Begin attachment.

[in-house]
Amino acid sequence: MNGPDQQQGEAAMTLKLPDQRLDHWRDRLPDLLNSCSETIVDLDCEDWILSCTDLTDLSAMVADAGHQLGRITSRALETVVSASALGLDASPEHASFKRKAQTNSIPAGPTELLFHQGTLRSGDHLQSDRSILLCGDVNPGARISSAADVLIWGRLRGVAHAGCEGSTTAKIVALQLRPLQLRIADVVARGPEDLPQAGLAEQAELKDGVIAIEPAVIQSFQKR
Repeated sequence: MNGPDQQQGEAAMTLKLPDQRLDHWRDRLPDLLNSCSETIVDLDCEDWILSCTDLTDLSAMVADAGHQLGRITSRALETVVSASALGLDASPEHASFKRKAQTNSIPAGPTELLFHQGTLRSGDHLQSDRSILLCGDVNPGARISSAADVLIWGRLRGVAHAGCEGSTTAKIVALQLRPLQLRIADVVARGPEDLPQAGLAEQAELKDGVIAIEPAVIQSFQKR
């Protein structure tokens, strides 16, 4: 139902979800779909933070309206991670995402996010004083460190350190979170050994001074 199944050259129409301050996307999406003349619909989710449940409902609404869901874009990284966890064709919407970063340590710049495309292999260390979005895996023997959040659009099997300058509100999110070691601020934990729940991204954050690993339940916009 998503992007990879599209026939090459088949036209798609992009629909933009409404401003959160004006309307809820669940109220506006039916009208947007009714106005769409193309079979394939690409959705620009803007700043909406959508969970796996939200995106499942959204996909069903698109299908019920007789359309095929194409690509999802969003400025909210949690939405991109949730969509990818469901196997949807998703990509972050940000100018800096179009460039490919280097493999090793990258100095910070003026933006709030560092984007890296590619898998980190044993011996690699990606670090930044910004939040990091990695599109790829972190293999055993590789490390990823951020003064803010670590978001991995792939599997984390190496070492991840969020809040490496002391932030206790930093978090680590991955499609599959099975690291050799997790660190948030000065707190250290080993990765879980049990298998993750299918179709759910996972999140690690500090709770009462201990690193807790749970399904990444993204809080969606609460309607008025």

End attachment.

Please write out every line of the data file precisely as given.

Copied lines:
[in-house]
Amino acid sequence: MNGPDQQQGEAAMTLKLPDQRLDHWRDRLPDLLNSCSETIVDLDCEDWILSCTDLTDLSAMVADAGHQLGRITSRALETVVSASALGLDASPEHASFKRKAQTNSIPAGPTELLFHQGTLRSGDHLQSDRSILLCGDVNPGARISSAADVLIWGRLRGVAHAGCEGSTTAKIVALQLRPLQLRIADVVARGPEDLPQAGLAEQAELKDGVIAIEPAVIQSFQKR
Repeated sequence: MNGPDQQQGEAAMTLKLPDQRLDHWRDRLPDLLNSCSETIVDLDCEDWILSCTDLTDLSAMVADAGHQLGRITSRALETVVSASALGLDASPEHASFKRKAQTNSIPAGPTELLFHQGTLRSGDHLQSDRSILLCGDVNPGARISSAADVLIWGRLRGVAHAGCEGSTTAKIVALQLRPLQLRIADVVARGPEDLPQAGLAEQAELKDGVIAIEPAVIQSFQKR
């Protein structure tokens, strides 16, 4: 139902979800779909933070309206991670995402996010004083460190350190979170050994001074 199944050259129409301050996307999406003349619909989710449940409902609404869901874009990284966890064709919407970063340590710049495309292999260390979005895996023997959040659009099997300058509100999110070691601020934990729940991204954050690993339940916009 998503992007990879599209026939090459088949036209798609992009629909933009409404401003959160004006309307809820669940109220506006039916009208947007009714106005769409193309079979394939690409959705620009803007700043909406959508969970796996939200995106499942959204996909069903698109299908019920007789359309095929194409690509999802969003400025909210949690939405991109949730969509990818469901196997949807998703990509972050940000100018800096179009460039490919280097493999090793990258100095910070003026933006709030560092984007890296590619898998980190044993011996690699990606670090930044910004939040990091990695599109790829972190293999055993590789490390990823951020003064803010670590978001991995792939599997984390190496070492991840969020809040490496002391932030206790930093978090680590991955499609599959099975690291050799997790660190948030000065707190250290080993990765879980049990298998993750299918179709759910996972999140690690500090709770009462201990690193807790749970399904990444993204809080969606609460309607008025």